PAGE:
[2014008] We’re Kind Of A Big Deal

[2014008] We’re Kind Of A Big Deal [FringeTIX]

Nick O’Connell & Joe Sampson @ Horner and Pratt

6:45pm, Fri 14 Feb 2014

It’s the first time I’ve been in Horner and Pratt as a venue, and it’s immediately reminiscent of a lot of my experiences in my first Big Fringe: the performance space is little more than a small room with makeshift bench seating on the first floor of the building. I take a seat at the back of the room – a nearby fan counteracts the humidity, and the wall provides back support. There’s a couple of Nick O’Connell’s friends (or family) in, and one wary looking couple; a clutch of young women turn up about five minutes into O’Connell’s set.

And, as the lead act in this show-of-two-halves, O’Connell doesn’t really have the big opening required to get the audience cackling early… to be fair, though, the Wary Couple (or the male half thereof) seemed to be physically unable to crack a smile. Opening with material that’d be immediately familiar to local comedy-goers, Nick engages in a bit of self-deprecation (comparing himself to Bieber, and showing off his impressive “guns”), and leverages his prime story thread: his habit of ruining his Mum’s birthday. There’s some good laughs to be found, but it feels like he doesn’t let the material breath… and his callbacks, despite seeming quite clever, somehow don’t seem to work (though the use of his strip-club material to tie it all together is pretty good).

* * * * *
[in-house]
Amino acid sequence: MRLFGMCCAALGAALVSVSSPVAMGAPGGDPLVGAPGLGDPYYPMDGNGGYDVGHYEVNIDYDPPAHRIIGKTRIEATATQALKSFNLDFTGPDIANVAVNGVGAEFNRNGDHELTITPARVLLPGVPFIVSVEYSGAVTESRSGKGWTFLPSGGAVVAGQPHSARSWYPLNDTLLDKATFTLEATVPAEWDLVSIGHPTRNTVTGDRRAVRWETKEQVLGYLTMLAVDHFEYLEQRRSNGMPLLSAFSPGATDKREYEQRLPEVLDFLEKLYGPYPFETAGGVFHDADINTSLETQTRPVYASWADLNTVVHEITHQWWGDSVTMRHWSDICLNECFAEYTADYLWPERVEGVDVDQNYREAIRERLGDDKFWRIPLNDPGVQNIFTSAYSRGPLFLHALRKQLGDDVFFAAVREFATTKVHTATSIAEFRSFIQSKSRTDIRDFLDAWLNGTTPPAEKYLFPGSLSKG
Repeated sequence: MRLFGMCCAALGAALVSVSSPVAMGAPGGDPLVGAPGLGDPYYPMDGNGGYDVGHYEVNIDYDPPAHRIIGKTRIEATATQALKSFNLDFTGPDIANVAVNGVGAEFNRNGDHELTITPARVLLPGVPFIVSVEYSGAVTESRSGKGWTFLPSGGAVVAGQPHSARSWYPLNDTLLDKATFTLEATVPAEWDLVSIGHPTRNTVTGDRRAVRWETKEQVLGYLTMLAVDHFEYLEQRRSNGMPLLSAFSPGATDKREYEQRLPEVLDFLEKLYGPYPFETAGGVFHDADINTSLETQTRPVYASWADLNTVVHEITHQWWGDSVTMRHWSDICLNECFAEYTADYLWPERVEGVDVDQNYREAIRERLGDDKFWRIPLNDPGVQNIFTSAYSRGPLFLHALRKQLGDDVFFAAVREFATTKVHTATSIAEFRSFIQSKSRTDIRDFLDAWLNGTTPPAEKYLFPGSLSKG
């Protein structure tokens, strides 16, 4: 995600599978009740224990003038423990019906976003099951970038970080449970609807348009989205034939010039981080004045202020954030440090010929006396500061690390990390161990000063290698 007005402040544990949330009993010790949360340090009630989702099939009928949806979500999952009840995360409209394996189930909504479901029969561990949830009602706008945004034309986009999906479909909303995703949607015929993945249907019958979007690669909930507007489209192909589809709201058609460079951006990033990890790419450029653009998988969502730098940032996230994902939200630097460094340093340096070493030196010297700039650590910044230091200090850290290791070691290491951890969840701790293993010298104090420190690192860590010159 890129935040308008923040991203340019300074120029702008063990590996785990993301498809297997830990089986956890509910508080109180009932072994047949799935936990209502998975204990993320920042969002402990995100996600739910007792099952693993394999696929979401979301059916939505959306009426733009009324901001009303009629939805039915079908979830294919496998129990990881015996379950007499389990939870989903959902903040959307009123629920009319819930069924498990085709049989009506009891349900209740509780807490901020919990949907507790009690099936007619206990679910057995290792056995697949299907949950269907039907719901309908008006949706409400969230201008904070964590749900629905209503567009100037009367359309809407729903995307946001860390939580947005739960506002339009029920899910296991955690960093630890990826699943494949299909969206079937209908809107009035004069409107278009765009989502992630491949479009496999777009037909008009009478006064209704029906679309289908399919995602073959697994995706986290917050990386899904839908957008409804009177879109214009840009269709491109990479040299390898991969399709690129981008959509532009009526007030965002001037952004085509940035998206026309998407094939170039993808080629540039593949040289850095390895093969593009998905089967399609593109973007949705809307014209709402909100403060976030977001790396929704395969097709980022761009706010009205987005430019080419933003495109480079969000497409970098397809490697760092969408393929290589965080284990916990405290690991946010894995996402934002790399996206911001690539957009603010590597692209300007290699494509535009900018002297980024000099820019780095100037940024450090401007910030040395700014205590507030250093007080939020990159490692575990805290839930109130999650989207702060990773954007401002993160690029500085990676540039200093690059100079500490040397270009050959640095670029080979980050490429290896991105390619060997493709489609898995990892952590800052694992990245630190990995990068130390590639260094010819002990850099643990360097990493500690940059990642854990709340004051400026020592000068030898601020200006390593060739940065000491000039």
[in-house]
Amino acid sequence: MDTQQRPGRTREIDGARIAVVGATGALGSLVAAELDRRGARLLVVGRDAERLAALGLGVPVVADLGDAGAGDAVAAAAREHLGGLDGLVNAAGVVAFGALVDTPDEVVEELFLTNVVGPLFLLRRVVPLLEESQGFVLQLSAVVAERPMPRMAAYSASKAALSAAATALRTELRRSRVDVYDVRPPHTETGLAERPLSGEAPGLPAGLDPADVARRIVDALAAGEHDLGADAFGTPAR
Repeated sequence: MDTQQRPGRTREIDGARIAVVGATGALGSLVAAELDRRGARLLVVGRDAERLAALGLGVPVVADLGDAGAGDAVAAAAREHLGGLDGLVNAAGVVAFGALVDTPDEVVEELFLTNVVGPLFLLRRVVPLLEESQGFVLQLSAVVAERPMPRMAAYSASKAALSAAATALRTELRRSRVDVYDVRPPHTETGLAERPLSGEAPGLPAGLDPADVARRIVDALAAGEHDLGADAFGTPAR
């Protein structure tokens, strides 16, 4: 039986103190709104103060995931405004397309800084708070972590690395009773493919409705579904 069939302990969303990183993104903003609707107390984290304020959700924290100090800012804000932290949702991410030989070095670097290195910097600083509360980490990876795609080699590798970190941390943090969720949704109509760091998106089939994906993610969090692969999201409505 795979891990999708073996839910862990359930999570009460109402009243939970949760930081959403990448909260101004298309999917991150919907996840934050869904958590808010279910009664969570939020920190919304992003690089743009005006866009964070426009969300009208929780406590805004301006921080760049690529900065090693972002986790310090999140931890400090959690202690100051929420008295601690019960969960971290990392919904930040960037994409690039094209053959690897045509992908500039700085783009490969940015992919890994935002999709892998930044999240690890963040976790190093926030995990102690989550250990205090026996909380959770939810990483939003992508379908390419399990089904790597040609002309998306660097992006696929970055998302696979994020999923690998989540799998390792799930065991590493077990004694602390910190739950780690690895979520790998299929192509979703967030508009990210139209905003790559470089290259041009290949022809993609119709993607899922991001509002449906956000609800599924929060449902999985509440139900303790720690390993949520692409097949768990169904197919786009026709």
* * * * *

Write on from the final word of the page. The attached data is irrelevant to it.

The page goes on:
There’s an immediate change in tone as Joe Sampson immediately gets the (growing) crowd onside – he possesses the laconic drawl of rural upbringing in his voice and material. He talks about the family inheritance – limited in his case to some kitchen utensils – before tackling (almost literally) Big Issue salespeople, and random stories about walking the Mall with his grandmother. There’s also some odd sideways references to his nature – he works at Roxby, and gives to charity.

Overall, Sampson acquitted himself as a comfortable performer on stage who lacks a little material; O’Connell felt like the opposite, nervously delivering the material he had. But whilst neither could consider themselves a Big Deal yet, it’s not hard to imagine that (with a bit more experience) they could both grow into solid comedians.

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